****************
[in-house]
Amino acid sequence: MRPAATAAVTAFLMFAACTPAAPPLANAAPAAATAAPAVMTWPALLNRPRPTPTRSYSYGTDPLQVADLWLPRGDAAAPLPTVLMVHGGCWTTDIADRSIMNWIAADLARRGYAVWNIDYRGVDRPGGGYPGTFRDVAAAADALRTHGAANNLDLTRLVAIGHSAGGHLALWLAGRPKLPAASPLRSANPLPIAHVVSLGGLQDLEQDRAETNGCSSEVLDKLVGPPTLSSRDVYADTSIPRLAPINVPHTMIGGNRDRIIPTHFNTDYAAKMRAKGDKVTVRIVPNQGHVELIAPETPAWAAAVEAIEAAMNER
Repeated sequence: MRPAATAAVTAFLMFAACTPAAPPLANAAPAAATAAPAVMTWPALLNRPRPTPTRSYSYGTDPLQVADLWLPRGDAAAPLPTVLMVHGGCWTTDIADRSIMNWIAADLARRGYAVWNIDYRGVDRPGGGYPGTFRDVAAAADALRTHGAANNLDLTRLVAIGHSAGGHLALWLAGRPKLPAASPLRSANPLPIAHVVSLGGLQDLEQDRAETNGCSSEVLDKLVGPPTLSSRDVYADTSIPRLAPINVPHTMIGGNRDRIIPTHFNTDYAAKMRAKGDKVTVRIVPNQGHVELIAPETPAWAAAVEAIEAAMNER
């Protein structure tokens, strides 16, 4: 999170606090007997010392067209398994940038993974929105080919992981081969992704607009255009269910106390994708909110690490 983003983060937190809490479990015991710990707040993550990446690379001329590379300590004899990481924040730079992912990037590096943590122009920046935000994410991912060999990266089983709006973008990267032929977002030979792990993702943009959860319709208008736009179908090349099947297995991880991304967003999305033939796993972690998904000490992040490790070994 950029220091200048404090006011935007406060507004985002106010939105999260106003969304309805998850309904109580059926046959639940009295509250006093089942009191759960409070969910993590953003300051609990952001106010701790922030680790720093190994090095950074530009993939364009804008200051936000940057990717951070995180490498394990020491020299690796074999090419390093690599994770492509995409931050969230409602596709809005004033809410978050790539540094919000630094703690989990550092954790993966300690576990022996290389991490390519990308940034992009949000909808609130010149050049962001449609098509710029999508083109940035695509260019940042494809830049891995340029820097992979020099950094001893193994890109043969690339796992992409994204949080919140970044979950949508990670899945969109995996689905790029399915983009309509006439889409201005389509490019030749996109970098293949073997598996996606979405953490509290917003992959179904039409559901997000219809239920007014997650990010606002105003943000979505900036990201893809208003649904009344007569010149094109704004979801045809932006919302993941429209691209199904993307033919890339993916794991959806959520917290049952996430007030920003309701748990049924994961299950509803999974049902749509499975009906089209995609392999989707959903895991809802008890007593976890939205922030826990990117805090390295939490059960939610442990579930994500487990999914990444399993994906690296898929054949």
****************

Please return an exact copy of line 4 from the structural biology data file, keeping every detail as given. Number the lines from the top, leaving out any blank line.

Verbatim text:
């Protein structure tokens, strides 16, 4: 999170606090007997010392067209398994940038993974929105080919992981081969992704607009255009269910106390994708909110690490 983003983060937190809490479990015991710990707040993550990446690379001329590379300590004899990481924040730079992912990037590096943590122009920046935000994410991912060999990266089983709006973008990267032929977002030979792990993702943009959860319709208008736009179908090349099947297995991880991304967003999305033939796993972690998904000490992040490790070994 950029220091200048404090006011935007406060507004985002106010939105999260106003969304309805998850309904109580059926046959639940009295509250006093089942009191759960409070969910993590953003300051609990952001106010701790922030680790720093190994090095950074530009993939364009804008200051936000940057990717951070995180490498394990020491020299690796074999090419390093690599994770492509995409931050969230409602596709809005004033809410978050790539540094919000630094703690989990550092954790993966300690576990022996290389991490390519990308940034992009949000909808609130010149050049962001449609098509710029999508083109940035695509260019940042494809830049891995340029820097992979020099950094001893193994890109043969690339796992992409994204949080919140970044979950949508990670899945969109995996689905790029399915983009309509006439889409201005389509490019030749996109970098293949073997598996996606979405953490509290917003992959179904039409559901997000219809239920007014997650990010606002105003943000979505900036990201893809208003649904009344007569010149094109704004979801045809932006919302993941429209691209199904993307033919890339993916794991959806959520917290049952996430007030920003309701748990049924994961299950509803999974049902749509499975009906089209995609392999989707959903895991809802008890007593976890939205922030826990990117805090390295939490059960939610442990579930994500487990999914990444399993994906690296898929054949």